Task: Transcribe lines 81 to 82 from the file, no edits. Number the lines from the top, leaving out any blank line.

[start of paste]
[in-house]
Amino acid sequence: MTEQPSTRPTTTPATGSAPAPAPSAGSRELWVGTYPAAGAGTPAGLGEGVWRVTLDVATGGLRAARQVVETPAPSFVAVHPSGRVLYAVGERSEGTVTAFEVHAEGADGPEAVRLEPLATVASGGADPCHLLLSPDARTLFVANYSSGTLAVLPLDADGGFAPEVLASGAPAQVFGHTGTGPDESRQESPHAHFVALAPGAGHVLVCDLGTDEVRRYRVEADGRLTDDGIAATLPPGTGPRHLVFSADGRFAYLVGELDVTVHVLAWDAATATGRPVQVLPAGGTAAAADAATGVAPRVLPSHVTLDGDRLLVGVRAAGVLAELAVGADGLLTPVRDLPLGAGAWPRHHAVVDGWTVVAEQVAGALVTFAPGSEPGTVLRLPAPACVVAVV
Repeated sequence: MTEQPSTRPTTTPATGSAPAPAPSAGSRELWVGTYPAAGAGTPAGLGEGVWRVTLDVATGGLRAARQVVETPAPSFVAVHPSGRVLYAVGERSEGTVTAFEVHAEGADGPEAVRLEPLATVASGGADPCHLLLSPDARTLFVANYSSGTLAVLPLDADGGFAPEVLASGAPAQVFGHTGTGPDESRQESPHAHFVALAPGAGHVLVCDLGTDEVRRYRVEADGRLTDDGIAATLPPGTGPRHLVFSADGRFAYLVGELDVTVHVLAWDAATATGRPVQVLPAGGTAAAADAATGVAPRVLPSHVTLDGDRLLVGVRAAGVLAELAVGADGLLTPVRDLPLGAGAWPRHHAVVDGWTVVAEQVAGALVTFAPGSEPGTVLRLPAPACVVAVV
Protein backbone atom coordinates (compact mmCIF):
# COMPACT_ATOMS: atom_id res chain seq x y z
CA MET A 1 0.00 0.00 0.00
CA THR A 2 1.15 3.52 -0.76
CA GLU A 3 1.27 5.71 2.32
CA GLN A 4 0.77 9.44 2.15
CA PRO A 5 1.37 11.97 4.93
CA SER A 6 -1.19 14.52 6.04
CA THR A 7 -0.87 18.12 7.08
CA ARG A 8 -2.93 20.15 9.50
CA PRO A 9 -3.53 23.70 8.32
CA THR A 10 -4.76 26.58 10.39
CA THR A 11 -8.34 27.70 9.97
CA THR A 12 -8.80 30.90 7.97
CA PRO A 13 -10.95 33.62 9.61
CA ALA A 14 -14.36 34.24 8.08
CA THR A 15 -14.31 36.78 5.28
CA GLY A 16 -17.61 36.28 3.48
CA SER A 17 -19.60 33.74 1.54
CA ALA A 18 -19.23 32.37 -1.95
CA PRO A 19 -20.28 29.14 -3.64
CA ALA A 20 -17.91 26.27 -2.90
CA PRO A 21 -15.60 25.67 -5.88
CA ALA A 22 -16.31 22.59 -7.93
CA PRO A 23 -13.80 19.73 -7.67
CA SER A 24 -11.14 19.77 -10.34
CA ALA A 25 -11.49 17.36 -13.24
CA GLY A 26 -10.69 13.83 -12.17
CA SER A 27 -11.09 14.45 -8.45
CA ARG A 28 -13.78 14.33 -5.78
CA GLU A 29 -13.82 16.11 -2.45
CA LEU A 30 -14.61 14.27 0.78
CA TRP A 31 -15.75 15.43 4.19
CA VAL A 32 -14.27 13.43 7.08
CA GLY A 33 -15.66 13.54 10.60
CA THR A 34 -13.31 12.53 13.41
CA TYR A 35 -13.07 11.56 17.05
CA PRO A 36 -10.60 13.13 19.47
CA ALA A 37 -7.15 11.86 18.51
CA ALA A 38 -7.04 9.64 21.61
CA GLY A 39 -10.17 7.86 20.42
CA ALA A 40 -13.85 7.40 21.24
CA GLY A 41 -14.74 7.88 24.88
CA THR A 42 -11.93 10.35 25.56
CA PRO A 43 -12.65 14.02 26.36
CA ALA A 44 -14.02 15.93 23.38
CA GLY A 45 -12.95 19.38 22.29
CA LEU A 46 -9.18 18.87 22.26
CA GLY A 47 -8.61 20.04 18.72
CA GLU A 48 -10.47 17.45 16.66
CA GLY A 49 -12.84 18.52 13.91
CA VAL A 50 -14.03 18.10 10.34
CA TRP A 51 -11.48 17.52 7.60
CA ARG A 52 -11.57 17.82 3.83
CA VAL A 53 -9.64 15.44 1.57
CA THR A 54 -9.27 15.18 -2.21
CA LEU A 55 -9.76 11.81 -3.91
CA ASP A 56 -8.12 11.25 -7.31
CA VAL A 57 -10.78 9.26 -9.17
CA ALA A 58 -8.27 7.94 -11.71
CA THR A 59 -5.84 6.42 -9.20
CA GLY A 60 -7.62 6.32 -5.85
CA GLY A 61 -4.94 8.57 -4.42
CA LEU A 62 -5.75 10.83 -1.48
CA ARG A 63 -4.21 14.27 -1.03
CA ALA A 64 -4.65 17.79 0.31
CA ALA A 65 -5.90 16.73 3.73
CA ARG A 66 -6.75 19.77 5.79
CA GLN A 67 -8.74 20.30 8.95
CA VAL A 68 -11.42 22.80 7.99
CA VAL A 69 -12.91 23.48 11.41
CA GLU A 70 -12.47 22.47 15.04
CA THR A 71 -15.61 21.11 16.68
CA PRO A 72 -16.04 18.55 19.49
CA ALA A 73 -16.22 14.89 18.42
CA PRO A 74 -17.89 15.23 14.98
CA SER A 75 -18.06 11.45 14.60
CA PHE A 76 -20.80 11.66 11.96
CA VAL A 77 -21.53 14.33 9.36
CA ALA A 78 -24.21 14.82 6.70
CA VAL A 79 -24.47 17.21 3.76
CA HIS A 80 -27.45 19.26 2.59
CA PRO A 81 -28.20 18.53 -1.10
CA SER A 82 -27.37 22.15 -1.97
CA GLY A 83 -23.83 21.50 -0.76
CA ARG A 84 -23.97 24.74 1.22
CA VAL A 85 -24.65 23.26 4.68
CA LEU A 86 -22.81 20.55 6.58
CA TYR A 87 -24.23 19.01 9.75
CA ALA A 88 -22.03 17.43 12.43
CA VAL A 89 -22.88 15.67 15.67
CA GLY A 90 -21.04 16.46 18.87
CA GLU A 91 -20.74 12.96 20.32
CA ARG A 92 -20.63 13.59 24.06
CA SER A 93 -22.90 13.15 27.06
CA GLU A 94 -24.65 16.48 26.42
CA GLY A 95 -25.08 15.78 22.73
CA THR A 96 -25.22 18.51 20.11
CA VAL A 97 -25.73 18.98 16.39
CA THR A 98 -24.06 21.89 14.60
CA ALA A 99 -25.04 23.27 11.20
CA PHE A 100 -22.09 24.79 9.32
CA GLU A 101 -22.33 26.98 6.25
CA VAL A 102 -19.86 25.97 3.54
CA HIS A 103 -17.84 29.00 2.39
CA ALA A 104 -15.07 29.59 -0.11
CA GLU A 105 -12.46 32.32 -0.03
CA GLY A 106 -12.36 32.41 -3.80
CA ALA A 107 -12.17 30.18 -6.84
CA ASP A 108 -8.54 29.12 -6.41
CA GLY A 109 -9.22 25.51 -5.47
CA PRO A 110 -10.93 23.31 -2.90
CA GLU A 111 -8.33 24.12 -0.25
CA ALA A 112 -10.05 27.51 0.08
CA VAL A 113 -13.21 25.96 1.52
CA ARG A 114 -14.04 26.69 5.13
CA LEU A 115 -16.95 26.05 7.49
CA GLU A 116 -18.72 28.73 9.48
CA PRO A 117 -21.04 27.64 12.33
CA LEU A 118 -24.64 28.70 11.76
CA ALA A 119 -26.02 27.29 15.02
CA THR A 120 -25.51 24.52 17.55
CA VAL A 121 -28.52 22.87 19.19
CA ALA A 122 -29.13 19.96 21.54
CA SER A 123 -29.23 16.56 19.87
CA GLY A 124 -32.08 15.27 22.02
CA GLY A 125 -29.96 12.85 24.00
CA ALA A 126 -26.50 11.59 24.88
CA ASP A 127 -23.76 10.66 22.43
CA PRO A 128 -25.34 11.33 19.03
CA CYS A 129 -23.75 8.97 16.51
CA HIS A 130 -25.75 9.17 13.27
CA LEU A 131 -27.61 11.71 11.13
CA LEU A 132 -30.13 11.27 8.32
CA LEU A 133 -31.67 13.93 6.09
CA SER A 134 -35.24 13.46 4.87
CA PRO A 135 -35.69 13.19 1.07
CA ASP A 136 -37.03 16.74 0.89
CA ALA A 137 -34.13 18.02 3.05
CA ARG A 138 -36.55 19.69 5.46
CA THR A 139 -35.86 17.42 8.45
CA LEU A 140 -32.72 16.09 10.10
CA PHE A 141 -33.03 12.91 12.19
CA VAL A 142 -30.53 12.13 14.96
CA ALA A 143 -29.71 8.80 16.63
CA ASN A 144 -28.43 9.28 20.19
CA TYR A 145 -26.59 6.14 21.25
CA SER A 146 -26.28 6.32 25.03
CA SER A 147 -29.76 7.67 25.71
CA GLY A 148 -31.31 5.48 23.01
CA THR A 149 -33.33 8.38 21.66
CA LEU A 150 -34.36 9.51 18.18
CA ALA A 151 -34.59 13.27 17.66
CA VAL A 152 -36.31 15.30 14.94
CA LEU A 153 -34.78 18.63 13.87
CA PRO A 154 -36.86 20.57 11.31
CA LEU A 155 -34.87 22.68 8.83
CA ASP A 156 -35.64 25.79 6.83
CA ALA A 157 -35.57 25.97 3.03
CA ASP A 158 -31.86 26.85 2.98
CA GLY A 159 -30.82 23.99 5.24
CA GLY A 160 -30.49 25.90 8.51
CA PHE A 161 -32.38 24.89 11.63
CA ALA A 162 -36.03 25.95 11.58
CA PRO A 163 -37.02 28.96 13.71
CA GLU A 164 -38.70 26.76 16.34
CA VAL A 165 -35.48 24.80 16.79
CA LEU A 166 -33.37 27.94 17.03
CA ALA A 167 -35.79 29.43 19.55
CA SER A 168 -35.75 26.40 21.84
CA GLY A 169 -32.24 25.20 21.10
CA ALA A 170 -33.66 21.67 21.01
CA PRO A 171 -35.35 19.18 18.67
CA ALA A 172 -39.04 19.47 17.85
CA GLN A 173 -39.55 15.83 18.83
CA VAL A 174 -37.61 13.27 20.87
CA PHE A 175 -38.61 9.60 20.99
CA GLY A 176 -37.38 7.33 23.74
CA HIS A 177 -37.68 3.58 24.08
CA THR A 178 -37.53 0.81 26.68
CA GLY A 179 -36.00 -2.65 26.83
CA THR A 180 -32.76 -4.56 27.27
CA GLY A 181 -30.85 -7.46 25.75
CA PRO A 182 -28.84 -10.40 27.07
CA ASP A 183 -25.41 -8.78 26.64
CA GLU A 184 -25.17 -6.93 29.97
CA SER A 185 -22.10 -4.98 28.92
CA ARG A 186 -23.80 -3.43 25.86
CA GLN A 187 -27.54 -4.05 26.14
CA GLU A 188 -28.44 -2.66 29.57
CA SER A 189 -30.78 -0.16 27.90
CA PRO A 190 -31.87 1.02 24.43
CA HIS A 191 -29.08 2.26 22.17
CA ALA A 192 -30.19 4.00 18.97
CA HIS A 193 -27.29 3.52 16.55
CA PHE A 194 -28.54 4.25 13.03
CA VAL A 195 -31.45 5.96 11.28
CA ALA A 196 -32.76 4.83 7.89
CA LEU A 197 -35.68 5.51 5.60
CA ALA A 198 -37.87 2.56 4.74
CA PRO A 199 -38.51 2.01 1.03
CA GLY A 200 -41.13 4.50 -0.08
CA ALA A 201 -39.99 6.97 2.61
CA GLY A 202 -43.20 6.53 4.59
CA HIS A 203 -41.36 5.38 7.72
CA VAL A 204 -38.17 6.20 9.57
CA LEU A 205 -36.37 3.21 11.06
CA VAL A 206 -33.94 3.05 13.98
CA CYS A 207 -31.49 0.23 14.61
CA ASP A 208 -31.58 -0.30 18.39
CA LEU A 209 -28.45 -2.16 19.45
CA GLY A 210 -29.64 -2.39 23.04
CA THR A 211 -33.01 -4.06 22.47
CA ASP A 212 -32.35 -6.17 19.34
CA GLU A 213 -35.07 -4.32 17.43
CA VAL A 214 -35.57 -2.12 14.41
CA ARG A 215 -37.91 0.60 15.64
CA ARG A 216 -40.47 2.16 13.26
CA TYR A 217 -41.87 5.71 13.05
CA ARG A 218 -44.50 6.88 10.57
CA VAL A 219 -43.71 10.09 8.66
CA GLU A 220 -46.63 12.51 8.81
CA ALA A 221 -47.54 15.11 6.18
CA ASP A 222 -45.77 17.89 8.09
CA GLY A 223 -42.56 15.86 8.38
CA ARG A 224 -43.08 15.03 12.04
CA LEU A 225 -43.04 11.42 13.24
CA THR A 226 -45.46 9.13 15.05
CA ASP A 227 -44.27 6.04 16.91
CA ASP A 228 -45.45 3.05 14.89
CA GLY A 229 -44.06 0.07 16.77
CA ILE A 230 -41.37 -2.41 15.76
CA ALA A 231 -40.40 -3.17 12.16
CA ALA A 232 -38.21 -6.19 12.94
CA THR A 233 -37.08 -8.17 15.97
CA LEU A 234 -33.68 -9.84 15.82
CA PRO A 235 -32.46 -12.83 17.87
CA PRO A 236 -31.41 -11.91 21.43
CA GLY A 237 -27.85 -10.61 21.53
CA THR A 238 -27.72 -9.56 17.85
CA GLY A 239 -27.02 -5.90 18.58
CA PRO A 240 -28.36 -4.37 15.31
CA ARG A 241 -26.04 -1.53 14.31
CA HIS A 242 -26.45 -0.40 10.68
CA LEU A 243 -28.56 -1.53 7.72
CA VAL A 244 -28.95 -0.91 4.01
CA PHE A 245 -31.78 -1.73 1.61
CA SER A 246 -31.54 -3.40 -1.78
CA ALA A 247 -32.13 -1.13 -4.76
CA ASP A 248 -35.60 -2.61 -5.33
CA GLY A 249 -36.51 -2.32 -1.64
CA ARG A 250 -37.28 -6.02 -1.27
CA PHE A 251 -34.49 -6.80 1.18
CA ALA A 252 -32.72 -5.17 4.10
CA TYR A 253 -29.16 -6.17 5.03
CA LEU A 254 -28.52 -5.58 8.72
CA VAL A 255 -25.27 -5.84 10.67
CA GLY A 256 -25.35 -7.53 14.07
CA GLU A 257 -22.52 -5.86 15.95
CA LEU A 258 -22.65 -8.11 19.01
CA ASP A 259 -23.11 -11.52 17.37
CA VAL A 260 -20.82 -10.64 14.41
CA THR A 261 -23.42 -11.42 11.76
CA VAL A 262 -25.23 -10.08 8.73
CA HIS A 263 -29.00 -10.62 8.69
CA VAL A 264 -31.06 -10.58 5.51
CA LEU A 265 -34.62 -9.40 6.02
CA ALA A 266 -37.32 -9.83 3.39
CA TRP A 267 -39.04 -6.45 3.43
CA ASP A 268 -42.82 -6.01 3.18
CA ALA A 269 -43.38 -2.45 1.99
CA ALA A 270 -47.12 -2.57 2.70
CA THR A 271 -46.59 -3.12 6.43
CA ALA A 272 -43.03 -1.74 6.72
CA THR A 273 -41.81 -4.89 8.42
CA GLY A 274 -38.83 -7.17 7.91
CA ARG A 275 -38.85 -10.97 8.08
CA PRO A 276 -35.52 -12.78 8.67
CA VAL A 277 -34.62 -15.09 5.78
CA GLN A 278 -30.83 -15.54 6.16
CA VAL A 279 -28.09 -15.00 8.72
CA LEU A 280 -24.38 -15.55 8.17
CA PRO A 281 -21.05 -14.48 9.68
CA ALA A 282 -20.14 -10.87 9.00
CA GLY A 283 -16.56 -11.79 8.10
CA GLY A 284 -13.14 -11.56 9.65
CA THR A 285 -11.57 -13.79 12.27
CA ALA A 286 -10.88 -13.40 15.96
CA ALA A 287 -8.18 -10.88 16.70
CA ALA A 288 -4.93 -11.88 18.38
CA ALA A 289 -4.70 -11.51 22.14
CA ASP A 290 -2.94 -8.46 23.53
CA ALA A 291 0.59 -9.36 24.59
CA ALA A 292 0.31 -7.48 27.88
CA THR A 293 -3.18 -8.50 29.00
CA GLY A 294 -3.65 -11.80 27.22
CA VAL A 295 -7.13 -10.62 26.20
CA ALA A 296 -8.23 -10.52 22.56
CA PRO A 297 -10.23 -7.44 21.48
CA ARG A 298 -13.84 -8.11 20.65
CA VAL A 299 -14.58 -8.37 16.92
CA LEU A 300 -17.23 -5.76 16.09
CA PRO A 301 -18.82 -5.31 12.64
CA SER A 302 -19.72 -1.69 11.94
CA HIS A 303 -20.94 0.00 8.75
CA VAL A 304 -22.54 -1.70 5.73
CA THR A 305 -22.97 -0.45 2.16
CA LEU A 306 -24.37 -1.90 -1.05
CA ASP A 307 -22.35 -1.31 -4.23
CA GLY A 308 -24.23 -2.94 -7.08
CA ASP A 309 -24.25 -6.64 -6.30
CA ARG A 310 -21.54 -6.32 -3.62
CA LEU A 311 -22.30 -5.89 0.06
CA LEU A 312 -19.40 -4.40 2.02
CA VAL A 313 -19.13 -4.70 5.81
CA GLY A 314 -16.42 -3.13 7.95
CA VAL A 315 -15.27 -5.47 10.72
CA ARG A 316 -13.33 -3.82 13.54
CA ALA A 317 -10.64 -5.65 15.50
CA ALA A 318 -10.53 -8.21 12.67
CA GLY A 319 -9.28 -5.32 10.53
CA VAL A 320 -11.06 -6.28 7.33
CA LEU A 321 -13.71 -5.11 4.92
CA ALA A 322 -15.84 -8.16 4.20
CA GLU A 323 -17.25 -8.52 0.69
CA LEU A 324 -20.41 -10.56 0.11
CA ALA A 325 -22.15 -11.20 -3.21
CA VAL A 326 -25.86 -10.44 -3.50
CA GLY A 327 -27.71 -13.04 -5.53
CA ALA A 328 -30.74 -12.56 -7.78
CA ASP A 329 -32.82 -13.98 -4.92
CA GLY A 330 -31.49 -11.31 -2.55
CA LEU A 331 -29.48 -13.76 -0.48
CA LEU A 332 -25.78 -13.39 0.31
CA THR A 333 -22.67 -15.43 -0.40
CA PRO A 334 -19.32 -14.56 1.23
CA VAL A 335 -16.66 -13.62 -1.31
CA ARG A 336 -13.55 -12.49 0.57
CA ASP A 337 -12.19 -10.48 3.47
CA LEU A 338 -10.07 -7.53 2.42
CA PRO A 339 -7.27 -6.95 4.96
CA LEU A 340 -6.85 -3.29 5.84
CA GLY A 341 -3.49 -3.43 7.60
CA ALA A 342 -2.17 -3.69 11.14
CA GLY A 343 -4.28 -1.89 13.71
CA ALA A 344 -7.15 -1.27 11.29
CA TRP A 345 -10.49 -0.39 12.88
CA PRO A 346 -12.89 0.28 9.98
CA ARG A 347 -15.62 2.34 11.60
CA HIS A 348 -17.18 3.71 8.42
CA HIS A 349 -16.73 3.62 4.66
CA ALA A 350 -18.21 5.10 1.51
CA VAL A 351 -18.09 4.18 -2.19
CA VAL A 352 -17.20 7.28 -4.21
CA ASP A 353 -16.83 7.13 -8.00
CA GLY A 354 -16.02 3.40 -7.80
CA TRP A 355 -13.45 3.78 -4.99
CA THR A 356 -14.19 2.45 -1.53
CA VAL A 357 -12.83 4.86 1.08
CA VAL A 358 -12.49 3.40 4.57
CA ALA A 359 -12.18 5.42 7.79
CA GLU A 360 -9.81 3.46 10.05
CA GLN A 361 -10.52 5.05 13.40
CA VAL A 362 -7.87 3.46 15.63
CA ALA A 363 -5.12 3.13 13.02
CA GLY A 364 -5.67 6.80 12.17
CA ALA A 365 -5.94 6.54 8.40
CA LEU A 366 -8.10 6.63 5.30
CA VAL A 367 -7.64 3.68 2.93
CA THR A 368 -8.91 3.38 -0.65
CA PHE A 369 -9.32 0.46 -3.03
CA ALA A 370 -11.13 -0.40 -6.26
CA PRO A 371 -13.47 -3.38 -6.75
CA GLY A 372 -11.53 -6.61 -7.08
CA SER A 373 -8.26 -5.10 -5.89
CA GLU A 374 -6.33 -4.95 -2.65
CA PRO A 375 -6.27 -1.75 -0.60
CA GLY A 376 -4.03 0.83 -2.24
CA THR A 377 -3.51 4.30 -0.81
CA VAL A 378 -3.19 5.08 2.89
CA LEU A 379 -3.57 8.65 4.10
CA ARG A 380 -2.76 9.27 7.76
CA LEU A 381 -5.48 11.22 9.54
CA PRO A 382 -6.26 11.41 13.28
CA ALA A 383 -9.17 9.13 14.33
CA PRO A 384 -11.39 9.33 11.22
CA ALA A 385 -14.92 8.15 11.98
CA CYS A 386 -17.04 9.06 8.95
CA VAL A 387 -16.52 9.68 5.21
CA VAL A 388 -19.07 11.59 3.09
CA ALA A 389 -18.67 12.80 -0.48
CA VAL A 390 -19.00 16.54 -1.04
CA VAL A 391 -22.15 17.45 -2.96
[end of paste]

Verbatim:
CA PHE A 76 -20.80 11.66 11.96
CA VAL A 77 -21.53 14.33 9.36